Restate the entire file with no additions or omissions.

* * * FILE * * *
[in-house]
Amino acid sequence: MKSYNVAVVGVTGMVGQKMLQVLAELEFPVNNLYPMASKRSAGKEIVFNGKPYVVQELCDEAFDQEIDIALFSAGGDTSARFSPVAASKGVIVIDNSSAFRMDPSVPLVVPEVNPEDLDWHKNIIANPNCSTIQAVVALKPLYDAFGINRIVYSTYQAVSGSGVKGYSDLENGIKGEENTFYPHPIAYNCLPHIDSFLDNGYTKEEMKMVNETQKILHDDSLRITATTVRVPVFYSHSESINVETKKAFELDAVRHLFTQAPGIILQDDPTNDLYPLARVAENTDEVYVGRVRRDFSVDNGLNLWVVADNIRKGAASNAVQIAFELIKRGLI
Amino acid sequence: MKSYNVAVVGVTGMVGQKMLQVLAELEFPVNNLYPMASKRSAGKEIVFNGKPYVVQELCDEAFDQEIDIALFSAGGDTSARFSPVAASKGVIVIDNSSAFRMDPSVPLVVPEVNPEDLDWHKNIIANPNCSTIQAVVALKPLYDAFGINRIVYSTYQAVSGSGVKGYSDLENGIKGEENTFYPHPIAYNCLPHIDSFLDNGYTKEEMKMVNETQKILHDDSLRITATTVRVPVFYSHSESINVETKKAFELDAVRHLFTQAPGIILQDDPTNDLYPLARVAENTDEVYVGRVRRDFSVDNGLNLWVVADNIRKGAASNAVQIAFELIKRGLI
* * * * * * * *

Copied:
[in-house]
Amino acid sequence: MKSYNVAVVGVTGMVGQKMLQVLAELEFPVNNLYPMASKRSAGKEIVFNGKPYVVQELCDEAFDQEIDIALFSAGGDTSARFSPVAASKGVIVIDNSSAFRMDPSVPLVVPEVNPEDLDWHKNIIANPNCSTIQAVVALKPLYDAFGINRIVYSTYQAVSGSGVKGYSDLENGIKGEENTFYPHPIAYNCLPHIDSFLDNGYTKEEMKMVNETQKILHDDSLRITATTVRVPVFYSHSESINVETKKAFELDAVRHLFTQAPGIILQDDPTNDLYPLARVAENTDEVYVGRVRRDFSVDNGLNLWVVADNIRKGAASNAVQIAFELIKRGLI
Amino acid sequence: MKSYNVAVVGVTGMVGQKMLQVLAELEFPVNNLYPMASKRSAGKEIVFNGKPYVVQELCDEAFDQEIDIALFSAGGDTSARFSPVAASKGVIVIDNSSAFRMDPSVPLVVPEVNPEDLDWHKNIIANPNCSTIQAVVALKPLYDAFGINRIVYSTYQAVSGSGVKGYSDLENGIKGEENTFYPHPIAYNCLPHIDSFLDNGYTKEEMKMVNETQKILHDDSLRITATTVRVPVFYSHSESINVETKKAFELDAVRHLFTQAPGIILQDDPTNDLYPLARVAENTDEVYVGRVRRDFSVDNGLNLWVVADNIRKGAASNAVQIAFELIKRGLI